As sales professionals, we need to learn, get feedback on selling better, and always learn new techniques. Similar to prospecting and closing, with handling objections there are no definitive solutions. Follow the guidance in this video, but always listen and learn from others too.
- To be a successful salesperson, you have to follow the framework of the sales process and methodology that you were trained on. However, you should adapt and refine it to fit your own style and personality. With topics like pipeline tracking, presentation formats, and sales analytics, it's pretty straightforward. Generating a consensus between salespeople about the best approach is rarely controversial. That said, there are three sales topics that I can guarantee will generate a lot of discussion and trigger some good debate for the best way to handle them.
I'm referring to prospecting, closing sales, and handling objections. With overcoming objections, there are many books, online articles, and sales trainers who have posted their own videos making some pretty bold guarantees, sales experts telling us to be more aggressive and not take no for an answer from our buyers. Some of that advice from those sources can be really in-your-face, and I'll admit it, it can and does work for a percentage of sales people. But that's not my approach.
If you're looking for hand-waving, finger-pointing, and guarantees, that's not me. However, I do believe in hard work, being tenacious, and that we must constantly be looking to improve our selling technique. You have to develop your own strategy and one that works for you. There are so many objections that buyers can raise, and as soon as you think you've uncovered them all, there will be a new one tossed your way. I believe there are five objections that are the most common, and are the ones you'll face 95% of the time.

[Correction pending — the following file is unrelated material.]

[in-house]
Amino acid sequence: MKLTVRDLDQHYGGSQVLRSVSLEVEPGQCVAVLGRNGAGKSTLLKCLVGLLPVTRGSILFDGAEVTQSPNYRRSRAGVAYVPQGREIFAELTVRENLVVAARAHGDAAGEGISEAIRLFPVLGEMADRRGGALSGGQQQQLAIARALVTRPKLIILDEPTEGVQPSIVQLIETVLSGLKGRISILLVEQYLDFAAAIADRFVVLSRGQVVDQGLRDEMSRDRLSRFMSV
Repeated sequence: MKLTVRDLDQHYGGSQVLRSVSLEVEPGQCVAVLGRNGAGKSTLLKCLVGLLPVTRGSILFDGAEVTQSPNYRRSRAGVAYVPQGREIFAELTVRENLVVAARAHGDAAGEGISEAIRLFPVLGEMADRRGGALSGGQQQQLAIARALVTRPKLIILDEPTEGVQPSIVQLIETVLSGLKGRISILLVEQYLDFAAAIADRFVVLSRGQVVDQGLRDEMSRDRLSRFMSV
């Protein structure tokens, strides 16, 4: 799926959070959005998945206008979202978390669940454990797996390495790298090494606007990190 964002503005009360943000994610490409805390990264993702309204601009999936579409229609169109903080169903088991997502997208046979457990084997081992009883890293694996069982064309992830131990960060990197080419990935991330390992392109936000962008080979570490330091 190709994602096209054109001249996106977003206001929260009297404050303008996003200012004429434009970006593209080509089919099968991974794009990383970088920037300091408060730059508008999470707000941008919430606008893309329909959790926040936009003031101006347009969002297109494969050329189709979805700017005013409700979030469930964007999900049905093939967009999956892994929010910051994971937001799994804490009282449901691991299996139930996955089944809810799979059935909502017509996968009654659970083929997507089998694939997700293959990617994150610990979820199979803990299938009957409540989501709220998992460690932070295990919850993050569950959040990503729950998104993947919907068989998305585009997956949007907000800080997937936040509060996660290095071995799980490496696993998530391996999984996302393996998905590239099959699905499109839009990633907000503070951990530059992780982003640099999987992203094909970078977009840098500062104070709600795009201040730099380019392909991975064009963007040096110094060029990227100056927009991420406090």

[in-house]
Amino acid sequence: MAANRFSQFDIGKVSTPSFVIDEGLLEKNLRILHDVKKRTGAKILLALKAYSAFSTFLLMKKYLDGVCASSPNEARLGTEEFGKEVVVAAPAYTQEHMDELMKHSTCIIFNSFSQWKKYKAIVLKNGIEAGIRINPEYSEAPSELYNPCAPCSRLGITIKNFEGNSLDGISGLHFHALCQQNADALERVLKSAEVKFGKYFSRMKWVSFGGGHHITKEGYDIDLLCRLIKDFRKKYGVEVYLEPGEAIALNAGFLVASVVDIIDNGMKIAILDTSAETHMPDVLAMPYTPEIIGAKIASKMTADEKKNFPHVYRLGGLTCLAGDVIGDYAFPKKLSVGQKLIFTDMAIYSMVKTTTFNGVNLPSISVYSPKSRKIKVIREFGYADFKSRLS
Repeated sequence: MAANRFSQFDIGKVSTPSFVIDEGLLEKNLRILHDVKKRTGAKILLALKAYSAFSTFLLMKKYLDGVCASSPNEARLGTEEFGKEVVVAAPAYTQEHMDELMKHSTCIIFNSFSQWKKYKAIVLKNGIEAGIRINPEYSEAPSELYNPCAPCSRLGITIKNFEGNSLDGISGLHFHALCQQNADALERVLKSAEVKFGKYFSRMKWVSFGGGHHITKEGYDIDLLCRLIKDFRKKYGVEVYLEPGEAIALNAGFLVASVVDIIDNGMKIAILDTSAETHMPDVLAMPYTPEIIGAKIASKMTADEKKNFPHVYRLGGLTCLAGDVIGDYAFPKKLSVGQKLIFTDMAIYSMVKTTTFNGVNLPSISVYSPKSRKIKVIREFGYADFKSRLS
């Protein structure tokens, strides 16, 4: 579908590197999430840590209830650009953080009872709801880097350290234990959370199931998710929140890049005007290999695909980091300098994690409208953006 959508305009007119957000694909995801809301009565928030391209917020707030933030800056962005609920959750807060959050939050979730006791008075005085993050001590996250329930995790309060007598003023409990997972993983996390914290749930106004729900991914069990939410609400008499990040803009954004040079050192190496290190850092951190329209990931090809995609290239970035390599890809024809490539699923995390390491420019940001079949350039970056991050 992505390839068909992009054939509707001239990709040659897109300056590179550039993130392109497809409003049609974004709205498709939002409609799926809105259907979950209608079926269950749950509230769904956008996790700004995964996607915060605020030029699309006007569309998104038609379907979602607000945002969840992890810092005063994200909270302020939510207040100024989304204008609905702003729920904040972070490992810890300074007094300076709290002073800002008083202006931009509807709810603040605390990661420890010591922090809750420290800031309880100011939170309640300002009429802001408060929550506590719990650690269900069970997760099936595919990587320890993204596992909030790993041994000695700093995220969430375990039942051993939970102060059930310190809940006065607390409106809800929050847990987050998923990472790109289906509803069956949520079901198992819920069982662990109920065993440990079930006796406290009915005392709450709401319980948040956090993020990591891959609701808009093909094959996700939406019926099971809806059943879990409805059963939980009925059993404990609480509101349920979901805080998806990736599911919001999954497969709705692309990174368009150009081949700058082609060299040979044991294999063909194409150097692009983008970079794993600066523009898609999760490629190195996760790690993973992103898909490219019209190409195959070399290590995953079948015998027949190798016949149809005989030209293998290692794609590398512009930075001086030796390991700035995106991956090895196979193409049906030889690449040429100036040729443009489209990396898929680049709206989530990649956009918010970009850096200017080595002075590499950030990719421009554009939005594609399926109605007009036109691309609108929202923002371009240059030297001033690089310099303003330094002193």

First is money. Price is an issue, or there's no budget. Next, I'm happy. The buyer doesn't want to change, or they're content. Third, decision isn't mine. There's a committee, or they don't have final authority. Next comes features and benefits. The buyer isn't sure about your product or service. Finally, not now. Stalling, or saying they'll get back to you. The ideas and strategies I believe in for handling those five objections may not be exactly how you want to follow it for yourself.
However, my hope is that any recommendations you receive will motivate you to think more, evaluate how you're doing things currently, and enhance the sales method that generates the most success for you. I want to reinforce the importance we have as sales professionals to constantly be looking for new techniques to prospect better, close more sales sooner, and develop the best approach for overcoming objections. Each of us has our own style or methods of working with our buyers, but it's so critically important that we constantly try to improve and learn from as many sources as we can.
This learning process must continue throughout our careers, and it's especially the case for developing your own strategy for successfully handling sales objections.